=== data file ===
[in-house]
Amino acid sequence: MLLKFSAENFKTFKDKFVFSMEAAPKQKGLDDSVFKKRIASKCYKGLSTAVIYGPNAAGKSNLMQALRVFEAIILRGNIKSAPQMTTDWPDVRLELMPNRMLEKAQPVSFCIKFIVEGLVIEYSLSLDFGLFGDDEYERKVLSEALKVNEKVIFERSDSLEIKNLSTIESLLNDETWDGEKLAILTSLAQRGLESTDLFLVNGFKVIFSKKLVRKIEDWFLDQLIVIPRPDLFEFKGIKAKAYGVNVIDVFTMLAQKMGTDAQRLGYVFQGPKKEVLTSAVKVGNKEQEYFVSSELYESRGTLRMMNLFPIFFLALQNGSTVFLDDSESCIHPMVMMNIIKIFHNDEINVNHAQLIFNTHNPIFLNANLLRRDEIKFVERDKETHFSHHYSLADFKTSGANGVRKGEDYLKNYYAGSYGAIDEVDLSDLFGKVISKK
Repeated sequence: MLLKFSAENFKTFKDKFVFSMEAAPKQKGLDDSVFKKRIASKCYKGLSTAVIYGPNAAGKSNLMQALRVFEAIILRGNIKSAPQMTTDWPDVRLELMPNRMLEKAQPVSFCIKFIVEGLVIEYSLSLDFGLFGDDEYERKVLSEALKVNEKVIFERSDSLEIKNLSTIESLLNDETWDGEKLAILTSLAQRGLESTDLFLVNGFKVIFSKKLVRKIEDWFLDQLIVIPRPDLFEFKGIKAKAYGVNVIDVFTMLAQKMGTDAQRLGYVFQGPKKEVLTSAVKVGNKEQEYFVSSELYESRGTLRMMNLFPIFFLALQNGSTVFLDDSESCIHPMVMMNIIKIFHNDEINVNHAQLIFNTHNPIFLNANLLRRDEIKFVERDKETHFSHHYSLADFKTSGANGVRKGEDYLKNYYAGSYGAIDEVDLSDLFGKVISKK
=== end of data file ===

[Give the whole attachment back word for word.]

[in-house]
Amino acid sequence: MLLKFSAENFKTFKDKFVFSMEAAPKQKGLDDSVFKKRIASKCYKGLSTAVIYGPNAAGKSNLMQALRVFEAIILRGNIKSAPQMTTDWPDVRLELMPNRMLEKAQPVSFCIKFIVEGLVIEYSLSLDFGLFGDDEYERKVLSEALKVNEKVIFERSDSLEIKNLSTIESLLNDETWDGEKLAILTSLAQRGLESTDLFLVNGFKVIFSKKLVRKIEDWFLDQLIVIPRPDLFEFKGIKAKAYGVNVIDVFTMLAQKMGTDAQRLGYVFQGPKKEVLTSAVKVGNKEQEYFVSSELYESRGTLRMMNLFPIFFLALQNGSTVFLDDSESCIHPMVMMNIIKIFHNDEINVNHAQLIFNTHNPIFLNANLLRRDEIKFVERDKETHFSHHYSLADFKTSGANGVRKGEDYLKNYYAGSYGAIDEVDLSDLFGKVISKK
Repeated sequence: MLLKFSAENFKTFKDKFVFSMEAAPKQKGLDDSVFKKRIASKCYKGLSTAVIYGPNAAGKSNLMQALRVFEAIILRGNIKSAPQMTTDWPDVRLELMPNRMLEKAQPVSFCIKFIVEGLVIEYSLSLDFGLFGDDEYERKVLSEALKVNEKVIFERSDSLEIKNLSTIESLLNDETWDGEKLAILTSLAQRGLESTDLFLVNGFKVIFSKKLVRKIEDWFLDQLIVIPRPDLFEFKGIKAKAYGVNVIDVFTMLAQKMGTDAQRLGYVFQGPKKEVLTSAVKVGNKEQEYFVSSELYESRGTLRMMNLFPIFFLALQNGSTVFLDDSESCIHPMVMMNIIKIFHNDEINVNHAQLIFNTHNPIFLNANLLRRDEIKFVERDKETHFSHHYSLADFKTSGANGVRKGEDYLKNYYAGSYGAIDEVDLSDLFGKVISKK